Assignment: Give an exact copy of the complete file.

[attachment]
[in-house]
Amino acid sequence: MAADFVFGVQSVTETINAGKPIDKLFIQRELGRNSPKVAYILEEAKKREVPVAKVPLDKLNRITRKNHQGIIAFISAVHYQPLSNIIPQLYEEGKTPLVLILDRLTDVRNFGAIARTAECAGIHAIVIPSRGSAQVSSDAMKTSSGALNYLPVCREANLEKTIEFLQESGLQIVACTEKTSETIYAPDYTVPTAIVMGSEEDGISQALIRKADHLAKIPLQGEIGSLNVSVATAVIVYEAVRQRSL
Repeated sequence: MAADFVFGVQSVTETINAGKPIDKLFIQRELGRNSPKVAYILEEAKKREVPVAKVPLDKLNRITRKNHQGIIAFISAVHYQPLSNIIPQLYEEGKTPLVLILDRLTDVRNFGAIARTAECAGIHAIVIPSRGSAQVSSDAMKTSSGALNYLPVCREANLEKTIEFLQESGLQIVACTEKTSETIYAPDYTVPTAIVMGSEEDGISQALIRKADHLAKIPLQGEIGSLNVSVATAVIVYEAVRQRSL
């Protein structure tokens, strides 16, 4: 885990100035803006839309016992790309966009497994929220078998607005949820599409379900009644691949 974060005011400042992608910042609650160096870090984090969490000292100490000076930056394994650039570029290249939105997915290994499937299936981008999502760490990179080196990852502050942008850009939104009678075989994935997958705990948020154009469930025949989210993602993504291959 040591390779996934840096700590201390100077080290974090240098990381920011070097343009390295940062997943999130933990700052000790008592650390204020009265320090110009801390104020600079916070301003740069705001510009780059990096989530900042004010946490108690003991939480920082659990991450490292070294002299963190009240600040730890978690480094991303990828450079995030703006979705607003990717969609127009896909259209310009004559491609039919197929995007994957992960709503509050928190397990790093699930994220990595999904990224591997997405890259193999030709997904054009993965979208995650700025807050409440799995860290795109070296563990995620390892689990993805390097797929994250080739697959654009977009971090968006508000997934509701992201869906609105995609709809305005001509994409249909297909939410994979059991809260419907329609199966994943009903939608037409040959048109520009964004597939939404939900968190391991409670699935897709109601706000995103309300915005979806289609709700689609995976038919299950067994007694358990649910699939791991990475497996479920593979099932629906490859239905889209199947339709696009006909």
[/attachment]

[in-house]
Amino acid sequence: MAADFVFGVQSVTETINAGKPIDKLFIQRELGRNSPKVAYILEEAKKREVPVAKVPLDKLNRITRKNHQGIIAFISAVHYQPLSNIIPQLYEEGKTPLVLILDRLTDVRNFGAIARTAECAGIHAIVIPSRGSAQVSSDAMKTSSGALNYLPVCREANLEKTIEFLQESGLQIVACTEKTSETIYAPDYTVPTAIVMGSEEDGISQALIRKADHLAKIPLQGEIGSLNVSVATAVIVYEAVRQRSL
Repeated sequence: MAADFVFGVQSVTETINAGKPIDKLFIQRELGRNSPKVAYILEEAKKREVPVAKVPLDKLNRITRKNHQGIIAFISAVHYQPLSNIIPQLYEEGKTPLVLILDRLTDVRNFGAIARTAECAGIHAIVIPSRGSAQVSSDAMKTSSGALNYLPVCREANLEKTIEFLQESGLQIVACTEKTSETIYAPDYTVPTAIVMGSEEDGISQALIRKADHLAKIPLQGEIGSLNVSVATAVIVYEAVRQRSL
């Protein structure tokens, strides 16, 4: 885990100035803006839309016992790309966009497994929220078998607005949820599409379900009644691949 974060005011400042992608910042609650160096870090984090969490000292100490000076930056394994650039570029290249939105997915290994499937299936981008999502760490990179080196990852502050942008850009939104009678075989994935997958705990948020154009469930025949989210993602993504291959 040591390779996934840096700590201390100077080290974090240098990381920011070097343009390295940062997943999130933990700052000790008592650390204020009265320090110009801390104020600079916070301003740069705001510009780059990096989530900042004010946490108690003991939480920082659990991450490292070294002299963190009240600040730890978690480094991303990828450079995030703006979705607003990717969609127009896909259209310009004559491609039919197929995007994957992960709503509050928190397990790093699930994220990595999904990224591997997405890259193999030709997904054009993965979208995650700025807050409440799995860290795109070296563990995620390892689990993805390097797929994250080739697959654009977009971090968006508000997934509701992201869906609105995609709809305005001509994409249909297909939410994979059991809260419907329609199966994943009903939608037409040959048109520009964004597939939404939900968190391991409670699935897709109601706000995103309300915005979806289609709700689609995976038919299950067994007694358990649910699939791991990475497996479920593979099932629906490859239905889209199947339709696009006909």